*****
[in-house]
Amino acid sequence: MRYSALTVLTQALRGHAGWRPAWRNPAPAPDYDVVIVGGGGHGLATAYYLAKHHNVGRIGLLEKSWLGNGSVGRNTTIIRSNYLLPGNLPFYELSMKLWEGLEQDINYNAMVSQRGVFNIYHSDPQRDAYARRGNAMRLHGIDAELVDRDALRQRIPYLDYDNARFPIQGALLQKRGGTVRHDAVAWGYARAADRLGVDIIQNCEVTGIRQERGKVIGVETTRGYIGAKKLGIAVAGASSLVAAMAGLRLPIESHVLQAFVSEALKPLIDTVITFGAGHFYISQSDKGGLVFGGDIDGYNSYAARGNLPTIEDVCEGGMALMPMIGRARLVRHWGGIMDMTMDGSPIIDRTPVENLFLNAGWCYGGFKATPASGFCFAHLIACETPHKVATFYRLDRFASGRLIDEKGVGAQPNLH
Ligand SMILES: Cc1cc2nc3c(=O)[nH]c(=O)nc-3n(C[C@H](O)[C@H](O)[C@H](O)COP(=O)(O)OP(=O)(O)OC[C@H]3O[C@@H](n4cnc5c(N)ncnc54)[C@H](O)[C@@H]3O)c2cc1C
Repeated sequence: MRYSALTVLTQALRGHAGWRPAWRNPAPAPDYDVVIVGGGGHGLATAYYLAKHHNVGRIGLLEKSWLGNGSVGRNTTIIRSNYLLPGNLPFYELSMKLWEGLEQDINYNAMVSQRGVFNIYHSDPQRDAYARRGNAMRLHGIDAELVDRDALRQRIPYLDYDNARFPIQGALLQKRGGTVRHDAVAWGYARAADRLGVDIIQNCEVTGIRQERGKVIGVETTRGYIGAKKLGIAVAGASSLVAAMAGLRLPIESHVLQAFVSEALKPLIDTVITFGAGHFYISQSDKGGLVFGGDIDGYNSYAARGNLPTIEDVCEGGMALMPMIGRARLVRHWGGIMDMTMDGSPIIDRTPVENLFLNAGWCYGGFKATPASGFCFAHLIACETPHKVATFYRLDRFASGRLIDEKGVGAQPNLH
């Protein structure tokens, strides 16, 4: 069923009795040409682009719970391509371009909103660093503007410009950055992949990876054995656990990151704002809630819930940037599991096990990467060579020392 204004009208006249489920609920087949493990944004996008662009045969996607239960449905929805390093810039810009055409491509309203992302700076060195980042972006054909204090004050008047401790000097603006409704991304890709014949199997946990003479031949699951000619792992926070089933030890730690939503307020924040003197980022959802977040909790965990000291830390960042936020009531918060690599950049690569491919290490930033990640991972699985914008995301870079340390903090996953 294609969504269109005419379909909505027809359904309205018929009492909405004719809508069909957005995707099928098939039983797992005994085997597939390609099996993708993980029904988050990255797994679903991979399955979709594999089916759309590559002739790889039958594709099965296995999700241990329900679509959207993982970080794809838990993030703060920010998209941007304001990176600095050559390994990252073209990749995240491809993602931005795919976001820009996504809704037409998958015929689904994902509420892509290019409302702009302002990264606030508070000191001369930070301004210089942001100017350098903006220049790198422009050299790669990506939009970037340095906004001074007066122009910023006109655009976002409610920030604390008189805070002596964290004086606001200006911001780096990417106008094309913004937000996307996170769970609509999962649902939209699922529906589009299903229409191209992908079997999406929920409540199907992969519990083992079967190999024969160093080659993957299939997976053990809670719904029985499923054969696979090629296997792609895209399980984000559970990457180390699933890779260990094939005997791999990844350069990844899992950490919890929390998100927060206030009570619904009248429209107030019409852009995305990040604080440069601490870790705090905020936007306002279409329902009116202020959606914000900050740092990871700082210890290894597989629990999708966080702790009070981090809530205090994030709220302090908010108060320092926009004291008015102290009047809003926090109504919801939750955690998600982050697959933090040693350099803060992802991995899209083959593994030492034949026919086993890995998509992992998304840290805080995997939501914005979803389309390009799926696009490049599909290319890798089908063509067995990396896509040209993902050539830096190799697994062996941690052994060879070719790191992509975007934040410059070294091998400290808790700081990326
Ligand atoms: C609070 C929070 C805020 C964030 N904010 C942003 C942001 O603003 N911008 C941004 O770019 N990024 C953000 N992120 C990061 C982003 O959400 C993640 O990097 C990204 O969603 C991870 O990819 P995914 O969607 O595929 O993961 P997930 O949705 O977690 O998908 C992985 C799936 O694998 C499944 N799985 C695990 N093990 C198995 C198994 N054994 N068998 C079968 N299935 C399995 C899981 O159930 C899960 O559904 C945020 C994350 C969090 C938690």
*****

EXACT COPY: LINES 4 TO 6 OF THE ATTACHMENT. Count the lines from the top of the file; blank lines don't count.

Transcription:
Repeated sequence: MRYSALTVLTQALRGHAGWRPAWRNPAPAPDYDVVIVGGGGHGLATAYYLAKHHNVGRIGLLEKSWLGNGSVGRNTTIIRSNYLLPGNLPFYELSMKLWEGLEQDINYNAMVSQRGVFNIYHSDPQRDAYARRGNAMRLHGIDAELVDRDALRQRIPYLDYDNARFPIQGALLQKRGGTVRHDAVAWGYARAADRLGVDIIQNCEVTGIRQERGKVIGVETTRGYIGAKKLGIAVAGASSLVAAMAGLRLPIESHVLQAFVSEALKPLIDTVITFGAGHFYISQSDKGGLVFGGDIDGYNSYAARGNLPTIEDVCEGGMALMPMIGRARLVRHWGGIMDMTMDGSPIIDRTPVENLFLNAGWCYGGFKATPASGFCFAHLIACETPHKVATFYRLDRFASGRLIDEKGVGAQPNLH
């Protein structure tokens, strides 16, 4: 069923009795040409682009719970391509371009909103660093503007410009950055992949990876054995656990990151704002809630819930940037599991096990990467060579020392 204004009208006249489920609920087949493990944004996008662009045969996607239960449905929805390093810039810009055409491509309203992302700076060195980042972006054909204090004050008047401790000097603006409704991304890709014949199997946990003479031949699951000619792992926070089933030890730690939503307020924040003197980022959802977040909790965990000291830390960042936020009531918060690599950049690569491919290490930033990640991972699985914008995301870079340390903090996953 294609969504269109005419379909909505027809359904309205018929009492909405004719809508069909957005995707099928098939039983797992005994085997597939390609099996993708993980029904988050990255797994679903991979399955979709594999089916759309590559002739790889039958594709099965296995999700241990329900679509959207993982970080794809838990993030703060920010998209941007304001990176600095050559390994990252073209990749995240491809993602931005795919976001820009996504809704037409998958015929689904994902509420892509290019409302702009302002990264606030508070000191001369930070301004210089942001100017350098903006220049790198422009050299790669990506939009970037340095906004001074007066122009910023006109655009976002409610920030604390008189805070002596964290004086606001200006911001780096990417106008094309913004937000996307996170769970609509999962649902939209699922529906589009299903229409191209992908079997999406929920409540199907992969519990083992079967190999024969160093080659993957299939997976053990809670719904029985499923054969696979090629296997792609895209399980984000559970990457180390699933890779260990094939005997791999990844350069990844899992950490919890929390998100927060206030009570619904009248429209107030019409852009995305990040604080440069601490870790705090905020936007306002279409329902009116202020959606914000900050740092990871700082210890290894597989629990999708966080702790009070981090809530205090994030709220302090908010108060320092926009004291008015102290009047809003926090109504919801939750955690998600982050697959933090040693350099803060992802991995899209083959593994030492034949026919086993890995998509992992998304840290805080995997939501914005979803389309390009799926696009490049599909290319890798089908063509067995990396896509040209993902050539830096190799697994062996941690052994060879070719790191992509975007934040410059070294091998400290808790700081990326
Ligand atoms: C609070 C929070 C805020 C964030 N904010 C942003 C942001 O603003 N911008 C941004 O770019 N990024 C953000 N992120 C990061 C982003 O959400 C993640 O990097 C990204 O969603 C991870 O990819 P995914 O969607 O595929 O993961 P997930 O949705 O977690 O998908 C992985 C799936 O694998 C499944 N799985 C695990 N093990 C198995 C198994 N054994 N068998 C079968 N299935 C399995 C899981 O159930 C899960 O559904 C945020 C994350 C969090 C938690």